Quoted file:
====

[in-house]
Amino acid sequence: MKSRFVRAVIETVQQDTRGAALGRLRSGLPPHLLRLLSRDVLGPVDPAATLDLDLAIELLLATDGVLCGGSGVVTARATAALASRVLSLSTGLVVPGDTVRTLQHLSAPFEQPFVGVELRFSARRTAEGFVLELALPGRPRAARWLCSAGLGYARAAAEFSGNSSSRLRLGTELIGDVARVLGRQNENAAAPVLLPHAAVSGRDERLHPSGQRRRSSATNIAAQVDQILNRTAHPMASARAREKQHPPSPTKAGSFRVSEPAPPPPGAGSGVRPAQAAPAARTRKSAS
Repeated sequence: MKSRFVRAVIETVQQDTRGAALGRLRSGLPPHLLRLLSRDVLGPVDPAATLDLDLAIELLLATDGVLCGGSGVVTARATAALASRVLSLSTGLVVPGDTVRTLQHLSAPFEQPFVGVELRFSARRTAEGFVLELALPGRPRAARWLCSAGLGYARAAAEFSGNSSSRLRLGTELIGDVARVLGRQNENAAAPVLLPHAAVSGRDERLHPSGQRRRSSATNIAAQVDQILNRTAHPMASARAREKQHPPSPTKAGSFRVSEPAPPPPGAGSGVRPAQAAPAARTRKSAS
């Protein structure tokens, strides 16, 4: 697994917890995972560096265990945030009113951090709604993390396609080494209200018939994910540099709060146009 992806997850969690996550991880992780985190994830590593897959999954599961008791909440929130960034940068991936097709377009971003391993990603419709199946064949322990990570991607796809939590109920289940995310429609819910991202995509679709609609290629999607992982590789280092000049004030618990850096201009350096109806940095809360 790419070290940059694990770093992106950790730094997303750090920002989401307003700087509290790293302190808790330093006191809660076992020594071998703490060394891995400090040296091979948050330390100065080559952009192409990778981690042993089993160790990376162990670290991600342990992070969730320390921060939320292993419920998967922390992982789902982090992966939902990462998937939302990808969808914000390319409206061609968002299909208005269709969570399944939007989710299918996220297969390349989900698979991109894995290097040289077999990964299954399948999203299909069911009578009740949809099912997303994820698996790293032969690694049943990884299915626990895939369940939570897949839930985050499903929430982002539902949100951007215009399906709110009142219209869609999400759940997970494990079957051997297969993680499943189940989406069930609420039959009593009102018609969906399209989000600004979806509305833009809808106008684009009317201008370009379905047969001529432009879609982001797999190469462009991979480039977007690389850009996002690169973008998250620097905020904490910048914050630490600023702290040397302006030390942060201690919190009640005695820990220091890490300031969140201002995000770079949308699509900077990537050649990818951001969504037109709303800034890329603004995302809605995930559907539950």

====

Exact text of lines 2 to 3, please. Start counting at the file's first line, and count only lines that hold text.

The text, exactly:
Amino acid sequence: MKSRFVRAVIETVQQDTRGAALGRLRSGLPPHLLRLLSRDVLGPVDPAATLDLDLAIELLLATDGVLCGGSGVVTARATAALASRVLSLSTGLVVPGDTVRTLQHLSAPFEQPFVGVELRFSARRTAEGFVLELALPGRPRAARWLCSAGLGYARAAAEFSGNSSSRLRLGTELIGDVARVLGRQNENAAAPVLLPHAAVSGRDERLHPSGQRRRSSATNIAAQVDQILNRTAHPMASARAREKQHPPSPTKAGSFRVSEPAPPPPGAGSGVRPAQAAPAARTRKSAS
Repeated sequence: MKSRFVRAVIETVQQDTRGAALGRLRSGLPPHLLRLLSRDVLGPVDPAATLDLDLAIELLLATDGVLCGGSGVVTARATAALASRVLSLSTGLVVPGDTVRTLQHLSAPFEQPFVGVELRFSARRTAEGFVLELALPGRPRAARWLCSAGLGYARAAAEFSGNSSSRLRLGTELIGDVARVLGRQNENAAAPVLLPHAAVSGRDERLHPSGQRRRSSATNIAAQVDQILNRTAHPMASARAREKQHPPSPTKAGSFRVSEPAPPPPGAGSGVRPAQAAPAARTRKSAS